We come back then to the question we have above stated. We are ready to say, that as the law of this State has been declared by its courts, that question must be answered in the negative. The principle declared in the opinions has been uniform. Such is the utterance in Borden v. Fitch (15 J.R., 121); Bradshaw v. Heath (13 Wend., 407); Vischer v. Vischer (12 Barb., 640); Kerr v. Kerr ( 41 N.Y., 272); Hoffman v. Hoffman (46 id., 30). Nor does it avail against them to say, that the facts of those cases do not quadrate exactly with those of the case before us. The utterances, which we speak of, were not inconsiderate expressions, nor dicta merely. They were considerate steps in the reasoning, leading to the solemn conclusion of the court. And as touching the question in its general relations, we may cite Kilburn v. Woodworth (5 J.R., 37); Shumway v. Stillman (4 Cow., 292); S.C. (6 Wend., 447); and Ferguson v. Crawford ( 70 N.Y., 253), where the whole subject is elaborately considered. We know of no case in our courts which has questioned the principle declared in these authorities. Kinnier v. Kinnier, 45 N.Y., 535, — sometimes claimed to be a departure — does not. It is recognized there, that to make valid in this State a judgment of divorce, rendered by a court of another State, that court must have "the parties within its jurisdiction," must "have jurisdiction of the subject matter and of the parties," who "must be within the jurisdiction of the court." Hunt v. Hunt, 72 N.Y., 217 does not. That case was close. It went upon the ground, built up with elaboration, that both parties to the judgment were domiciled in Louisiana when the judicial proceedings were there begun and continued and the judgment was rendered, and were subject to its laws, including those for the substituted service of process. We meant to keep the reach of our judgment within the bounds fixed by the facts in that case.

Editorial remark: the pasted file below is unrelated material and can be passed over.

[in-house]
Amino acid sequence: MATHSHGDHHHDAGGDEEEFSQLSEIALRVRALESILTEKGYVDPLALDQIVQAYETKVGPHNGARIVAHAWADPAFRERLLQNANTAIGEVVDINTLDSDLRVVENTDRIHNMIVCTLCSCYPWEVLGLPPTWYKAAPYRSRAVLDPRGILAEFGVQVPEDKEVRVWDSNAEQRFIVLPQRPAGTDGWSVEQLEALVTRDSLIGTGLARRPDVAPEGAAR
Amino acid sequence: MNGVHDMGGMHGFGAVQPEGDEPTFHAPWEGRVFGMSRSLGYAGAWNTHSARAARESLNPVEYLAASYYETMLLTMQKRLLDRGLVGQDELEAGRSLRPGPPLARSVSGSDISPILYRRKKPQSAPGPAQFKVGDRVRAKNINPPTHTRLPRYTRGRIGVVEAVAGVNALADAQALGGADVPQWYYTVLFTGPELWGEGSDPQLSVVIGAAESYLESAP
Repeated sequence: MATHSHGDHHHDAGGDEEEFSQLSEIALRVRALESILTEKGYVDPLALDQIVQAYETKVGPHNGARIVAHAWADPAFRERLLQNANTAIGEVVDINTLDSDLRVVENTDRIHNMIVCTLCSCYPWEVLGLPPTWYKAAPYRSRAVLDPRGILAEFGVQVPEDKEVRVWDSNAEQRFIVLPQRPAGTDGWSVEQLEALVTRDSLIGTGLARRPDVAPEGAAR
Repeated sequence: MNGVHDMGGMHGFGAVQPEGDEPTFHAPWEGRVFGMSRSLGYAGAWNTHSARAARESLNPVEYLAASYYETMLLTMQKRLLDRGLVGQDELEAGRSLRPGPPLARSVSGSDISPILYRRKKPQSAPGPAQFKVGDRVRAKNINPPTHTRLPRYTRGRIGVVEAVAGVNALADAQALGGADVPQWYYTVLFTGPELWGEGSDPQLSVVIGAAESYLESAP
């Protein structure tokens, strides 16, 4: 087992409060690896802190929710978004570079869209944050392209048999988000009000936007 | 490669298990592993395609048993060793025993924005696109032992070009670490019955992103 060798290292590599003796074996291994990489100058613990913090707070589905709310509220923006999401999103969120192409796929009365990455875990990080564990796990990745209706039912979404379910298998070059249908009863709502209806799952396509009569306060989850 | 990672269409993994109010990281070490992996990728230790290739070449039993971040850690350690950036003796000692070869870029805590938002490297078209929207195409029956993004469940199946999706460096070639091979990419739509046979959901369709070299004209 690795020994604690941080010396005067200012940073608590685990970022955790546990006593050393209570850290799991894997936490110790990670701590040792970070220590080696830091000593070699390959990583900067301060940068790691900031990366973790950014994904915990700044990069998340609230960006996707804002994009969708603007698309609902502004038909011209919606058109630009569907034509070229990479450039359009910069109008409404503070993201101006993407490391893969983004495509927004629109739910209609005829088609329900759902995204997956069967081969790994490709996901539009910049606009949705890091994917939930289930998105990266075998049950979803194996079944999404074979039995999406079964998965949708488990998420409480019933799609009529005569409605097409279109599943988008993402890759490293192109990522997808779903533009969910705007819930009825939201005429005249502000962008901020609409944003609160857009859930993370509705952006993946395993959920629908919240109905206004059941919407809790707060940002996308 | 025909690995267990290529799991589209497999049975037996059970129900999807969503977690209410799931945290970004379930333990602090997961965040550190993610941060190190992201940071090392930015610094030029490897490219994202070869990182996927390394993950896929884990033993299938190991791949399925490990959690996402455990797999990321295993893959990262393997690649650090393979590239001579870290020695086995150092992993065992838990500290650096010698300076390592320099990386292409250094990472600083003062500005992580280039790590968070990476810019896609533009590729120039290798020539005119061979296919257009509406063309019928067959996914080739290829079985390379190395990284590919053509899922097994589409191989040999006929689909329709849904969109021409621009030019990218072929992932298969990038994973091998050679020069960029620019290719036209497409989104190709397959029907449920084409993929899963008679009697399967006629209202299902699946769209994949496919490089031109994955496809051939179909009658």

We must and will abide by the law of this State, as thus declared, unless the adjudications in which it has been set forth have been authoritatively overruled in that regard. As this is a question of Federal cognizance, we ought to inquire whether the national judiciary has declared anything inconsistent therewith. Cheever v. Wilson, 9 Wall., 108, is cited. Clearly that case is not applicable. There both the parties to the judgment made a voluntary appearance, and the divorce court had jurisdiction of their persons, as it had of the subject-matter. "It had jurisdiction of the parties, and the subject-matter," says the opinion in the case cited. It had jurisdiction of the plaintiff in the divorce proceedings, by her voluntary appearance in court, as a petitioner, and showing a bona fide residence in that State, in the way fixed therefor by its statute law. It had jurisdiction of the person of the defendant, by his voluntary appearance in the court, and putting in a sworn answer to the petition. The dictum in the case of Pennoyer v. Neff, ( 95 U.S. 714), even had it the force of a judgment, does not go to the extent needed, to overrule these decisions in our State. It is there held, that to warrant a judgment in personam, there must be personal service of process, or assent in advance to a service otherwise. It is also said, that a State may authorize judicial proceedings to determine the status of one of its own citizens towards a non-resident, which will be binding within the State, though had without personal service of process or appearance. It is not said, much less is it authoritatively decided, that a judgment thus got may do more than establish the status of the parties to it, within the State in which the judgment is rendered. The case just cited is the latest annunciation known to us of the Supreme Court of the United States. It does not overrule the declarations of our own courts. It rather sustains them. We must and do concede, that a State may adjudge the status of its citizen towards a non-resident; and may authorize to that end such judicial proceedings as it sees fit; and that other States must acquiesce, so long as the operation of the judgment is kept within its own confines. But that judgment cannot push its effect over the borders of another State, to the subversion of its laws and the defeat of its policy; nor seek across its bounds the person of one of its citizens, and fix upon him a status, against his will and without his consent, and in hostility to the laws of the sovereignty of his allegiance.